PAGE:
Replacing a tool with a better equivalent doesn’t necessarily alter the result, or at least probably shouldn’t. A less traditional part of the gaffer’s remit, meanwhile, involves reworking or even custom-building practicals, necessarily involving new designs for every project. As Higgins points out, it’s a crucial issue in an era of highly designed productions with mobile cameras that might often rely on practicals for sheer illumination. “The practical part of the lighting department is no longer just background. Practicals have become a very big element that sometimes production overlooks in their budgeting. There was one film which – will remain nameless – where that was completely overlooked. I had 16 guys in the studio just doing practicals, and we had to hit it hard to get everything ready on time. That’s not free.”
Even traditional approaches vary in sheer scale. The upper end of that scale has risen significantly over the last decade, and it’s no surprise to find an example at Cardington Studios, famous for its pair of vast, early20th-century airship hangars which are among the largest interior spaces in Europe. “We couldn’t put a silk over the whole roof area – it was just impossible to do,” Higgins recalls. “So, we worked out a scheme of
lightboxes. We had ninety 20-by-20 softboxes which gave us a beautiful light. Darius liked the setup. We used an ACL panel, which has very good output and colour rendering but is significantly cheaper than a SkyPanel. We had individual control on over a thousand lamps, each individually controlled and mapped. It was great.”
Achieving that end required what Higgins calls “a big engineering thing,” the like of which might not appear on more than a very few productions. “The first thing we had to do is put the infrastructure in for nearly four hundred chain motors. There are fixing points, but every time you put a rig in there you have to put the whole infrastructure in and every time you finish you have to pull it out. We had so many constraints – we had structural engineers involved with weights, we had to do method statements, and everything had to be tested as we went along. At the apex that stage is 180 feet high! We were scheduled to shoot there at the end of October, early November, and we started prepping in August.”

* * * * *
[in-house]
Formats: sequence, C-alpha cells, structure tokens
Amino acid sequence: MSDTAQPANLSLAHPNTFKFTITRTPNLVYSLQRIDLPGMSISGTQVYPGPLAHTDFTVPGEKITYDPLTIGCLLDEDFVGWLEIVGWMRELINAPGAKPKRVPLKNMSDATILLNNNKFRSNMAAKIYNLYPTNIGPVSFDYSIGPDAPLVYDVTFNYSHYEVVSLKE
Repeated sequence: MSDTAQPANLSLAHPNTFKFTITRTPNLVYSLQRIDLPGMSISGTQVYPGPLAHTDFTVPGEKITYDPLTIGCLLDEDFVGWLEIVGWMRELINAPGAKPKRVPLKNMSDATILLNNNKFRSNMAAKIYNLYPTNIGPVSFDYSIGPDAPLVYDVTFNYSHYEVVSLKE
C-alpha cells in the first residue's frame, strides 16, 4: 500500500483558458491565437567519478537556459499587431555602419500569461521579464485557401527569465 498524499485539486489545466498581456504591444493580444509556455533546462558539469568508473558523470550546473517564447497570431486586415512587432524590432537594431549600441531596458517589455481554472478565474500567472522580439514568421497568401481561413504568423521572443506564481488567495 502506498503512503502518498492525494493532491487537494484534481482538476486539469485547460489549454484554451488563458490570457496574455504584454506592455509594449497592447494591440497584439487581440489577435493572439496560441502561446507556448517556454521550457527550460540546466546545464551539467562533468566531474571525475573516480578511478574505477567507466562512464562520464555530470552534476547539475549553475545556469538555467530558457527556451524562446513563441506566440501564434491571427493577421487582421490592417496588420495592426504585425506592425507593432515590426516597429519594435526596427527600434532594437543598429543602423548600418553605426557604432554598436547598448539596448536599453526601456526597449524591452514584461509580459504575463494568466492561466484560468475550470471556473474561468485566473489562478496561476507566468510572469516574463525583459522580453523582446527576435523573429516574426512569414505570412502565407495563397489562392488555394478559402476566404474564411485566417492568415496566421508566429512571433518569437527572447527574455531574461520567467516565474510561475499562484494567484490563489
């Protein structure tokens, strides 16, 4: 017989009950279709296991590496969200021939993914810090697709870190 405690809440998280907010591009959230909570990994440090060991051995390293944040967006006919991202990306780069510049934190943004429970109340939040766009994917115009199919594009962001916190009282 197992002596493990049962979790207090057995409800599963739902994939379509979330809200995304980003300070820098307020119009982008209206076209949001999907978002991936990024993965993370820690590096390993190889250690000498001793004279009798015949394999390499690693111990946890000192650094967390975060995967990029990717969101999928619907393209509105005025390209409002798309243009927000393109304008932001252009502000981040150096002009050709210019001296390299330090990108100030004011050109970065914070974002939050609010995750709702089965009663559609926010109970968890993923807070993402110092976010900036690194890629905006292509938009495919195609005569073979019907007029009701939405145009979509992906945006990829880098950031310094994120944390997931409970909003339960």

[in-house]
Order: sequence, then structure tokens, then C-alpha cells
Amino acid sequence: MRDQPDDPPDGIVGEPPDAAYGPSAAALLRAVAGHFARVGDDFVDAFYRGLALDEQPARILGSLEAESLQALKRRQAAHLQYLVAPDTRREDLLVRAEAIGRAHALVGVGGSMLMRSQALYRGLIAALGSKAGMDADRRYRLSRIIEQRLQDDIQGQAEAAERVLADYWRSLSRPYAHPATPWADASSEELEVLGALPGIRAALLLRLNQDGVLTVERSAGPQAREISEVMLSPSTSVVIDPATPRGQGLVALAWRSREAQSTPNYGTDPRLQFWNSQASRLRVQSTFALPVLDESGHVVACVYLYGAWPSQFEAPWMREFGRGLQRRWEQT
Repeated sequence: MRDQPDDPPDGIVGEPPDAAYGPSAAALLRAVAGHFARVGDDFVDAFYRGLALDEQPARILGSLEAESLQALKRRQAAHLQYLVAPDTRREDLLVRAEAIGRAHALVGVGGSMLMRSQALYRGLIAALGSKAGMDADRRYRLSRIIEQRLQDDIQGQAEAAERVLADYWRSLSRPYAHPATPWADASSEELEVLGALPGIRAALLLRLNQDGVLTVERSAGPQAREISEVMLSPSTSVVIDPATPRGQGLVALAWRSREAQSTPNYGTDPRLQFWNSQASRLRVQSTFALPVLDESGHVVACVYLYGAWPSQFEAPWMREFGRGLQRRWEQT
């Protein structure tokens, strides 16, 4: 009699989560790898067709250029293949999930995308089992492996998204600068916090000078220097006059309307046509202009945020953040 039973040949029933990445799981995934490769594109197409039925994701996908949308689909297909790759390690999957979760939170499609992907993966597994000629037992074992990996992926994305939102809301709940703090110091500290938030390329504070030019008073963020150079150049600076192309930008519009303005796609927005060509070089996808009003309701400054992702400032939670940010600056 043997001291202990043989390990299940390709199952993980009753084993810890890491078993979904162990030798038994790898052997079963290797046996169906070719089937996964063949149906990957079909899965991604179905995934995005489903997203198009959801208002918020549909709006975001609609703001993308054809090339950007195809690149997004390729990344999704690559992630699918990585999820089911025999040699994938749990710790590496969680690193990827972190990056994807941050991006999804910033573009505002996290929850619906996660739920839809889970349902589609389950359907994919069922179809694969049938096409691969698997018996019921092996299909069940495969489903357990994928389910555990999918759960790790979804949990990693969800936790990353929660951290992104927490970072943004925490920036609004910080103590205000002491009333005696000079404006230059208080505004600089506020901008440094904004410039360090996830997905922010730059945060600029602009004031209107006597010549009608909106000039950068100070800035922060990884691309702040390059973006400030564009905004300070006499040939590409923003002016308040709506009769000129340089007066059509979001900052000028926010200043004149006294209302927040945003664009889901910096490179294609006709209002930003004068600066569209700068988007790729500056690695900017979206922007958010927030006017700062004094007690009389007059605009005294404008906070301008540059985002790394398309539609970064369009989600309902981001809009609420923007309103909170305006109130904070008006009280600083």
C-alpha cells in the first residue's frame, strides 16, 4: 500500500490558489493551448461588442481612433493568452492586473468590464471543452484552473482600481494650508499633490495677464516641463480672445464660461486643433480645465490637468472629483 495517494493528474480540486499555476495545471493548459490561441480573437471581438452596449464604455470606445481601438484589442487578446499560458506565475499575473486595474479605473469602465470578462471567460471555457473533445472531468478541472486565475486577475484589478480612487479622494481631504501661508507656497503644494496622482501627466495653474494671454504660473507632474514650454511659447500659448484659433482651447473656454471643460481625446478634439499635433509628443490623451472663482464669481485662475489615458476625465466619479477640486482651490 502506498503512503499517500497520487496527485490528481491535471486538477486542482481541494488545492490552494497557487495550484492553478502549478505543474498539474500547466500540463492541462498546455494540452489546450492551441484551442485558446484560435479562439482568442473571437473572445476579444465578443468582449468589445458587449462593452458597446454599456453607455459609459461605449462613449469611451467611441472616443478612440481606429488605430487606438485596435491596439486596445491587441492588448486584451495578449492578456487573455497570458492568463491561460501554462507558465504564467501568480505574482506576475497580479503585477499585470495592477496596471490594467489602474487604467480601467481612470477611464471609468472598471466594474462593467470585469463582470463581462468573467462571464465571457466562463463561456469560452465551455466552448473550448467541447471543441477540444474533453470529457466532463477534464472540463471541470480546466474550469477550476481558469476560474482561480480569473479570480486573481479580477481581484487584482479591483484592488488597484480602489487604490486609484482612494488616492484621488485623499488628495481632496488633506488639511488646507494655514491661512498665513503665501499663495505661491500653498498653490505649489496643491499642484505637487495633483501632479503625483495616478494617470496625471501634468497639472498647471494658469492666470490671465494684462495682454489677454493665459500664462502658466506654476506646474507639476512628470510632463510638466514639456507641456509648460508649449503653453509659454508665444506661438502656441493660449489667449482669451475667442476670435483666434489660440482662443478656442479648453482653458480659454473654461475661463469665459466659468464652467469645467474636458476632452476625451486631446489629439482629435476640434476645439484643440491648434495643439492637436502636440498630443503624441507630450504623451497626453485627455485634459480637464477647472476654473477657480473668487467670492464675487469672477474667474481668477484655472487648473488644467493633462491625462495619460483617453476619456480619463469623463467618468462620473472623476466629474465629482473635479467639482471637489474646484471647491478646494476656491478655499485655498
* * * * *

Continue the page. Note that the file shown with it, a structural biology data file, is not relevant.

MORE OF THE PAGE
By comparison, illuminating an exterior with festoons of fairground-style incandescent lightbulbs might sound straightforward, although, as Higgins says, distance creates considerations of its own. “I did a film a couple of years ago [Empire of Light, shot by Sir Roger Deakins CBE BSC ASC] where the director [Sam Mendes] wanted festoon lights all around Margate beach, around the promenade and coast road. It was a mile and a half. We did a test so we knew the distance between the bulbs, and it meant there were 6,000 bulbs around the beach, each 60 watts. That’s 360 kilowatts, so that’s three or four generators. It just wouldn’t be possible to do it.”
The solution involved new technology standing in for old. “Each lamp post had a small electrical supply to it, which the council were happy for us to use,” Higgins explains, noting that the amount of power available might not have supported the traditional approach. “The only way we could do it was with warm white LED clear bulbs >>
“NO TWO CINEMATOGRAPHERS WILL APPROACH THE SAME TASK THE SAME WAY. THEY’LL ALWAYS DO IT IN A DIFFERENT MANNER. IN MY POSITION I HAVE TO TRY TO WORK OUT WHAT THE CINEMATOGRAPHER WANTS AND GET IT AS NEARAS-DAMMIT THERE, AND THE CINEMATOGRAPHER CAN DO THE FINAL TWEAKS.” JOHN HIGGINSJohn ‘Biggles’ Higgins comments on the rise of practicals and how production sometimes overlooks them in budgeting (Credit: Courtesy of John Higgins) Higgins reunited with close collaborator Sir Roger Deakins CBE BSC ASC on Empire of Light
We did a test at ARRI with a tungsten bulb and an LED at different levels on dimmers and we had the DIT there with a histogram, and it was very reassuring because the histogram was exactly the same for the tungsten and the LEDs. We got the warmest LEDs we could find. They are not tungsten bulbs, but you’d bet they were. The council supply was sufficient that we could run everything on their system.”
Regardless the technological approach, or the practical demands and the decisions those might impose, Higgins concludes by reinforcing the idea that accommodating the
particular needs of a production is not fundamentally technological; it’s interpersonal. “Sometimes I share an office with a DP and sometimes I don’t, but just by talking through things and developing a look, the DP will say I like that, but I’ll make it a bit different. It’s an organic process.”